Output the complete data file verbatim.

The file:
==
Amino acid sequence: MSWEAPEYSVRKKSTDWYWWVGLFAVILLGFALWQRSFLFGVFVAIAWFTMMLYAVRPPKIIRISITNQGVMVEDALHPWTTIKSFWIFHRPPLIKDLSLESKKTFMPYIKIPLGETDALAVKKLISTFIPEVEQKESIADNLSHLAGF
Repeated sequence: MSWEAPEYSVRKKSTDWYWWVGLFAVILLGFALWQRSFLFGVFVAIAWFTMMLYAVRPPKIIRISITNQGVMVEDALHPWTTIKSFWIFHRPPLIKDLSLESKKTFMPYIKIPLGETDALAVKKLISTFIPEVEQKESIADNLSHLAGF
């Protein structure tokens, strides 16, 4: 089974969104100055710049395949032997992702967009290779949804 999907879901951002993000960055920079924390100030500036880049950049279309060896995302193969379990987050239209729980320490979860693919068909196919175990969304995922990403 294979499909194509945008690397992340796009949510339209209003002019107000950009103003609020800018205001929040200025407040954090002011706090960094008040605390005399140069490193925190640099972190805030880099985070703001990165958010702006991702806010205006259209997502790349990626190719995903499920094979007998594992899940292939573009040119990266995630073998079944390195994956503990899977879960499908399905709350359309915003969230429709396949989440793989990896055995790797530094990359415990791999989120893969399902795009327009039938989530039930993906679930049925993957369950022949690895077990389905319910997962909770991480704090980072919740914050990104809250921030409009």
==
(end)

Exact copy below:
Amino acid sequence: MSWEAPEYSVRKKSTDWYWWVGLFAVILLGFALWQRSFLFGVFVAIAWFTMMLYAVRPPKIIRISITNQGVMVEDALHPWTTIKSFWIFHRPPLIKDLSLESKKTFMPYIKIPLGETDALAVKKLISTFIPEVEQKESIADNLSHLAGF
Repeated sequence: MSWEAPEYSVRKKSTDWYWWVGLFAVILLGFALWQRSFLFGVFVAIAWFTMMLYAVRPPKIIRISITNQGVMVEDALHPWTTIKSFWIFHRPPLIKDLSLESKKTFMPYIKIPLGETDALAVKKLISTFIPEVEQKESIADNLSHLAGF
């Protein structure tokens, strides 16, 4: 089974969104100055710049395949032997992702967009290779949804 999907879901951002993000960055920079924390100030500036880049950049279309060896995302193969379990987050239209729980320490979860693919068909196919175990969304995922990403 294979499909194509945008690397992340796009949510339209209003002019107000950009103003609020800018205001929040200025407040954090002011706090960094008040605390005399140069490193925190640099972190805030880099985070703001990165958010702006991702806010205006259209997502790349990626190719995903499920094979007998594992899940292939573009040119990266995630073998079944390195994956503990899977879960499908399905709350359309915003969230429709396949989440793989990896055995790797530094990359415990791999989120893969399902795009327009039938989530039930993906679930049925993957369950022949690895077990389905319910997962909770991480704090980072919740914050990104809250921030409009």